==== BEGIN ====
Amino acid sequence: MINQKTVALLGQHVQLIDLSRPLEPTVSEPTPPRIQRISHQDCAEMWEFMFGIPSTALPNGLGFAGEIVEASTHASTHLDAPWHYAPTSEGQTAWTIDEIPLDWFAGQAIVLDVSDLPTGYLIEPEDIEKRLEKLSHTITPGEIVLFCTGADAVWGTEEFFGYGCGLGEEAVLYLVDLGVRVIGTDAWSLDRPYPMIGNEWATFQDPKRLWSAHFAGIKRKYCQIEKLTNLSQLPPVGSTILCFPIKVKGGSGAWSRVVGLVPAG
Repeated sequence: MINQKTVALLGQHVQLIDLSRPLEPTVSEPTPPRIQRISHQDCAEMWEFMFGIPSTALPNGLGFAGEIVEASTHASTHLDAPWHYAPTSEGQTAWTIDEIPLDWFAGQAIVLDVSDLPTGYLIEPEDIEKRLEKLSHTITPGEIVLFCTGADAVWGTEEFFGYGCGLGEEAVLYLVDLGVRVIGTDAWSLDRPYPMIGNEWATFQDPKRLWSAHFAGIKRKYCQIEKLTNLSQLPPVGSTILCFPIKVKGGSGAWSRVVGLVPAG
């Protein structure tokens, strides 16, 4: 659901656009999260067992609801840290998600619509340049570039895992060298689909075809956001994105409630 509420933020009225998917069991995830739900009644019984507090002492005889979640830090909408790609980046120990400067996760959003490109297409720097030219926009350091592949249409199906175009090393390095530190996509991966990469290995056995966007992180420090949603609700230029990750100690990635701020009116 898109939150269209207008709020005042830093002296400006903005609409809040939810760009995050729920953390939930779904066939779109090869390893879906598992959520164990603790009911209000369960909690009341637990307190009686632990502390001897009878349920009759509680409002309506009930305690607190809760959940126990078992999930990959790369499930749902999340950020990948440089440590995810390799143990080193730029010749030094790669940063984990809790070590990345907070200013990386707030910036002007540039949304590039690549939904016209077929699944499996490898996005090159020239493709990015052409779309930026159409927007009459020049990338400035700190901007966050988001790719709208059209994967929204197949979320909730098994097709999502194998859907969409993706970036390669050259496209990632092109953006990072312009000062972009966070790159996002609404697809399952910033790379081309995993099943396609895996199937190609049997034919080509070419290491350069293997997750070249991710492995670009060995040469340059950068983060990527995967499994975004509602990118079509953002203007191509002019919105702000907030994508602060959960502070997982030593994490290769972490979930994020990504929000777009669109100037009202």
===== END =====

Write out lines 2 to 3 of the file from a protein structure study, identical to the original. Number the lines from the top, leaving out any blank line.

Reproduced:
Repeated sequence: MINQKTVALLGQHVQLIDLSRPLEPTVSEPTPPRIQRISHQDCAEMWEFMFGIPSTALPNGLGFAGEIVEASTHASTHLDAPWHYAPTSEGQTAWTIDEIPLDWFAGQAIVLDVSDLPTGYLIEPEDIEKRLEKLSHTITPGEIVLFCTGADAVWGTEEFFGYGCGLGEEAVLYLVDLGVRVIGTDAWSLDRPYPMIGNEWATFQDPKRLWSAHFAGIKRKYCQIEKLTNLSQLPPVGSTILCFPIKVKGGSGAWSRVVGLVPAG
């Protein structure tokens, strides 16, 4: 659901656009999260067992609801840290998600619509340049570039895992060298689909075809956001994105409630 509420933020009225998917069991995830739900009644019984507090002492005889979640830090909408790609980046120990400067996760959003490109297409720097030219926009350091592949249409199906175009090393390095530190996509991966990469290995056995966007992180420090949603609700230029990750100690990635701020009116 898109939150269209207008709020005042830093002296400006903005609409809040939810760009995050729920953390939930779904066939779109090869390893879906598992959520164990603790009911209000369960909690009341637990307190009686632990502390001897009878349920009759509680409002309506009930305690607190809760959940126990078992999930990959790369499930749902999340950020990948440089440590995810390799143990080193730029010749030094790669940063984990809790070590990345907070200013990386707030910036002007540039949304590039690549939904016209077929699944499996490898996005090159020239493709990015052409779309930026159409927007009459020049990338400035700190901007966050988001790719709208059209994967929204197949979320909730098994097709999502194998859907969409993706970036390669050259496209990632092109953006990072312009000062972009966070790159996002609404697809399952910033790379081309995993099943396609895996199937190609049997034919080509070419290491350069293997997750070249991710492995670009060995040469340059950068983060990527995967499994975004509602990118079509953002203007191509002019919105702000907030994508602060959960502070997982030593994490290769972490979930994020990504929000777009669109100037009202």